In 1968, journalist Tom Wicker – he covered politics and wrote a column for the New York Times – produced a little book about the diverse personalities he observed during the presidencies of John Kennedy and Lyndon Johnson.
Wicker was an observer, not a partisan, and he had a sharp eye for detail. I stumbled across the book recently and was surprised to find it remains a compelling read – an insightful account of when political leadership works and when it fails. One passage stays with me.
“The first and most fundamental task of the American politician ought to be that of public education,” Wicker wrote, “the enlightenment of the electorate he represents, a constituency that in the nature of the case and in the process of its own busines will not have the time, opportunity, or inclination that he had to inform itself about the realities of an ever more complex and shrinking world.”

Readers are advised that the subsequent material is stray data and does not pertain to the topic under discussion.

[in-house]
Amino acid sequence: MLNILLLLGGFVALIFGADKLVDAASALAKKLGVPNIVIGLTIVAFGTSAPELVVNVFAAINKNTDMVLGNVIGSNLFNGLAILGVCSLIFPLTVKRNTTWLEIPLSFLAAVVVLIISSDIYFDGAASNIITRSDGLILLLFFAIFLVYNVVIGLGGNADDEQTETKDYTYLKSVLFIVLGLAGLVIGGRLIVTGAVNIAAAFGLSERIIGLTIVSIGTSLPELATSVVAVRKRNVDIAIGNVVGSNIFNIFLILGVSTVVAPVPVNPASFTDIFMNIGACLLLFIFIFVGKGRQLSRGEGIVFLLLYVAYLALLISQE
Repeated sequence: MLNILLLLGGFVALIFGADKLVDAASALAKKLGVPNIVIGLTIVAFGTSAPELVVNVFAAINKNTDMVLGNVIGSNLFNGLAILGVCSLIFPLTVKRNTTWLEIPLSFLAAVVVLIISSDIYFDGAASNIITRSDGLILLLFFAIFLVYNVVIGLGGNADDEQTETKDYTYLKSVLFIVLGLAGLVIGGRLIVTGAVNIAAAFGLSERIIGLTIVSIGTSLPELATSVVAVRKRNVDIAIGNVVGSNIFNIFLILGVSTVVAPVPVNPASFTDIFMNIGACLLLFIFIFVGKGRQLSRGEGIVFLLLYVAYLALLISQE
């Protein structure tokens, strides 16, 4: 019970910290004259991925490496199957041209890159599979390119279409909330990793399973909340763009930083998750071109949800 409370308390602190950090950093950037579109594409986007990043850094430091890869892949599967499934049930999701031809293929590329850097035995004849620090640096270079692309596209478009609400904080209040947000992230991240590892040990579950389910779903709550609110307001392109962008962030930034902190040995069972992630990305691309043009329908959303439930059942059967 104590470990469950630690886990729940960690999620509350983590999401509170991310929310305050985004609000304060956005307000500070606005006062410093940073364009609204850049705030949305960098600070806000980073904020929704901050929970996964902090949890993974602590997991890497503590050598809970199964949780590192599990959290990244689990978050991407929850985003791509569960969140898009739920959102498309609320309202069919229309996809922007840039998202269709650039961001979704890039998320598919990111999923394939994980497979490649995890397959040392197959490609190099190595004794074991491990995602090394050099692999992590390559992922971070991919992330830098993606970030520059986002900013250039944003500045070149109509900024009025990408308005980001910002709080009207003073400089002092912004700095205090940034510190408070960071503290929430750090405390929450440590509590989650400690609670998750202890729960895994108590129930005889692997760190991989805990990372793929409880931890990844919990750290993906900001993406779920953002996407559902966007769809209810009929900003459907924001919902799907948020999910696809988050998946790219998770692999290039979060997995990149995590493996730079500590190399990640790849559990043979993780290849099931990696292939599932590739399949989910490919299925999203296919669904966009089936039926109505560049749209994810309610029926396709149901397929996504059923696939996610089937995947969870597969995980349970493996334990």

Imagine that: the chief job of a politician ought to be educating his/her constituents.
As northern Idaho plugged into the dank and dangerous waters of a health care system in breakdown it is worth pausing for a moment to consider how one entire state has reached the point where it’s first-world health care system is in chaos. Ten Idaho hospitals and health care systems are now dealing with rationing health care because their facilities are overrun with unvaccinated patients and lacking adequate staff. Republicans, it seems, have finally found their “death panels.”